Is your building future-proofed? Why you should be using a catalyst to reduce emissions

Posted by Clare Burns on 19-Jul-2016 09:50:21

Why you should use a catalytic convertor alongside Combined Heat and Power (CHP) to significantly reduce your NOx emissions.
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Are you undertaking a building project, a new development, or refurbishment fit-out?

  • Insulated your building to eliminate heat losses?
  • Actioned energy saving measures to reduce your energy demand?
  • Replaced old inefficient equipment with high efficiency systems, to further minimise your energy consumption?
  • Implemented low-carbon technologies to save more energy and reduce your CO2 emissions (and reduce your energy costs)?

By doing the above, hopefully you should have achieved compliance with the Building Regulations Part L and gained that all important energy performance certificate (EPC) with an ‘A’ rating!

But have you achieved approval for your building’s environmental impact and its future sustainability?

Pollutant emissions

Air pollution has a negative impact on our health and the ecosystems we rely on, and it also degrades building materials. And, unfortunately, air pollution can travel over long distances.

The reaction of nitrogen and oxygen from air during the fuel combustion process associated with energy generation also produces toxic air pollutant nitrogen oxides (NOx). NOx gases can react to form smog and acid rain.

The current Building Regulations set controlling limits for CO2, but not for NOx. But that doesn’t mean NOx emissions will not be a future part of these regulations.

By lowering your overall energy use, you will have reduced CO2 emissions without indirectly reducing NOx.

Environmental impact

Environmental assessment standard BREEAM (increasingly becoming part of planning approvals) for industrial and commercial buildings considers pollution as one of its main sections – including NOx emissions from space and water heating systems.

The credit allocations for a reduction in NOx emission levels, as per BREEAM POL 02, are:

Building Types NOx Emissions for heating and hot water (mg/kWh) BREEAM credits
Industrial (offices) ≤70 1
Industrial (operational) ≤70 1
Non-industrial (all building types) ≤100 1
Non-industrial (all building types) ≤70 2
Non-industrial (all building types) ≤70 3

Meeting targets

The UK is generally meeting the EU national emission ceilings (NECD) for pollutants. NOx emissions fell by 69% between 1970 and 2014.

There was an 8% decrease in 2014 compared with 2013 – but the rate of reduction has slowed.

‘There was a steep climb in NOx emissions between 1984 and 1989. Catalytic convertors and stricter emissions regulations resulted in a strong downward trend since 1990’ – Department For Environment, Food & Rural Affairs.

The Gothenburg Protocol requires the UK to reduce NOx emissions by 55% compared with 2005 emissions.

Air quality in cities

Air quality, especially in highly populated areas, is a big concern.

Major cities are taking steps to reduce the impact of air pollution by setting tough air quality assessment benchmarks for NOx emissions. The Greater London Authority (GLA) has done this in the London Sustainable Design and Construction Planning Guidance (SPG).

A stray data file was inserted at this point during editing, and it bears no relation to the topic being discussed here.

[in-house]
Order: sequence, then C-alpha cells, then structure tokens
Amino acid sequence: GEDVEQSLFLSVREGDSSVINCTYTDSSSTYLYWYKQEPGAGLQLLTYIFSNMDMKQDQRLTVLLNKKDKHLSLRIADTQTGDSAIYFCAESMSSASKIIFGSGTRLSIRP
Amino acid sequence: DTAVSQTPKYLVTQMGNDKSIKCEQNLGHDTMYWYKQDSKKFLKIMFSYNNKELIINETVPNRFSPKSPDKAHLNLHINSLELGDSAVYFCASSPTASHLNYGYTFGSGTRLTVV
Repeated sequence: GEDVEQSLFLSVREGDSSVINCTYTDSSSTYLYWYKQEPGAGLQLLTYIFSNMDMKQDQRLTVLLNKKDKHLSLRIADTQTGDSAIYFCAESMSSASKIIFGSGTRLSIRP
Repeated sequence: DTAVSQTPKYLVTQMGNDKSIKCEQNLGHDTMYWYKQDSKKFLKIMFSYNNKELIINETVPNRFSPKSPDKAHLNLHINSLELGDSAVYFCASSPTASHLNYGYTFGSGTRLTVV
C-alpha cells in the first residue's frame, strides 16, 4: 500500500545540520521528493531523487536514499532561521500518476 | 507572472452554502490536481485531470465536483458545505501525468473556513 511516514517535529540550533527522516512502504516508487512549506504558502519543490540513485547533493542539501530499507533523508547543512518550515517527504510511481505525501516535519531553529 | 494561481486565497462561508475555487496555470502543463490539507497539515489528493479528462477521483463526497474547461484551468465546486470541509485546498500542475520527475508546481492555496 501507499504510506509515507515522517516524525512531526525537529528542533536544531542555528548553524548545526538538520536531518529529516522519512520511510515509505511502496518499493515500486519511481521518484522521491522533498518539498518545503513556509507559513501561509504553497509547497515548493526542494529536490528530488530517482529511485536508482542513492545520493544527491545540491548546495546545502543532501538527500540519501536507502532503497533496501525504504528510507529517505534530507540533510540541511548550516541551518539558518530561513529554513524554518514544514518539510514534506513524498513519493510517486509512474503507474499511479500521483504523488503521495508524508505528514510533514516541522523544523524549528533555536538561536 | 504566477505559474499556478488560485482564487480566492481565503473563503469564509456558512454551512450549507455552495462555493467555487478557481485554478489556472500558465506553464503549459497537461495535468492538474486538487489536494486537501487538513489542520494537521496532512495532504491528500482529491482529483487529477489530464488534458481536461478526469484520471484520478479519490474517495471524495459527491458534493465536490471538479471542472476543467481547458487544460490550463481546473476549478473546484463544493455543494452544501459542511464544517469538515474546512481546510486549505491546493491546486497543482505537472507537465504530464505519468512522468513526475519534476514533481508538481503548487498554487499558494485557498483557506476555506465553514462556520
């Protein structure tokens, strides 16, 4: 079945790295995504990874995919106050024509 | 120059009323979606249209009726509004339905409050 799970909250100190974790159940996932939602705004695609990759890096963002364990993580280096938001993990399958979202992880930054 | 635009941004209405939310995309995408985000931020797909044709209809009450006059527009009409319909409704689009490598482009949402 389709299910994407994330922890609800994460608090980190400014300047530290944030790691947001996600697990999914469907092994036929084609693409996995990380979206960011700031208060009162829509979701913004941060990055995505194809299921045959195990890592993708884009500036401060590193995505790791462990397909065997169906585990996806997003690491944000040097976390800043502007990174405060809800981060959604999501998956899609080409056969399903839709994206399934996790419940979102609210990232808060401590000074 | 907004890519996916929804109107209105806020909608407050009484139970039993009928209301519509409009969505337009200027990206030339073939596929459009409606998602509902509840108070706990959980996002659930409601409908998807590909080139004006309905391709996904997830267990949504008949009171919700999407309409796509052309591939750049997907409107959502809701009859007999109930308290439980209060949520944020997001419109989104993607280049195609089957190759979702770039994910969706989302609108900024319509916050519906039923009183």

This sets much lower emission ratings, which can be as low as 95 mg/Nm3, compared with the more widely set limit of 250 mg/Nm3.

So could you meet future policy changes if this limit, or an even lower limit was applied in your area?

Future-proof now using a catalyst

Catalysts help reduce levels of NOx where the specified limits are low.

Combustion exhaust gases are passed through a catalytic convertor that contains a catalyst. A chemical reaction occurs on the catalyst surface, breaking down the NOx into nitrogen and oxygen, which are safely emitted into the atmosphere.

Some small-scale Combined Heat and Power (CHP) systems are designed for Ultra-Low NOx emissions by fitting an internal catalyst that will significantly reduce your NOx emissions to 50 mg/Nm3. This is achieved without reducing the overall efficiency of the CHP system in generating both low carbon electricity and heat and without increasing the footprint of the CHP.

Ultra-Low NOx emissions have been achieved by redesigning the internal catalyst area to increase the chemical reactions.

For larger turbocharged Combined Heat and Power (CHP) systems, Selective Catalytic Reduction (SCR) reactors have to be installed within the plant room. This can bring NOx emission levels down as low as 10 mg/Nm3, if necessary. However, this is both a costly solution and has twice the footprint of the original CHP

Importantly, the catalyst needs to be fit for purpose for its lifetime operation; in this way, it will future-proof your building.

Takeaways:

  • Eliminate energy waste and minimise energy demand in your building.
  • Use energy efficient low-carbon technology, such as Combined Heat and Power (CHP), and keep CO2 and NOx emissions to a minimum.
  • Check local authority guidelines for lower than normal NOx emission limits.
  • Use a catalyst to reduce NOx – some Combined Heat and Power (CHP) design ranges have Ultra-Low NOx options.

Discover how to plan your building or development so that it can hit energy targets, ensure regulatory compliance, and be sustainable. Download Building for the future: how decisions at the planning stage can help you create an energy efficient building fit for the 21st century.

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Topics: Building Design

Clare Burns

Clare Burns is a technical marketer with many years’ experience in the energy arena, as well as in fashion, telecoms and education. Fluent in 3 languages, Clare has worked across Europe. She currently works for ENER-G, a UK manufacturer of carbon reducing, energy efficient products exporting its cogeneration technology across the globe.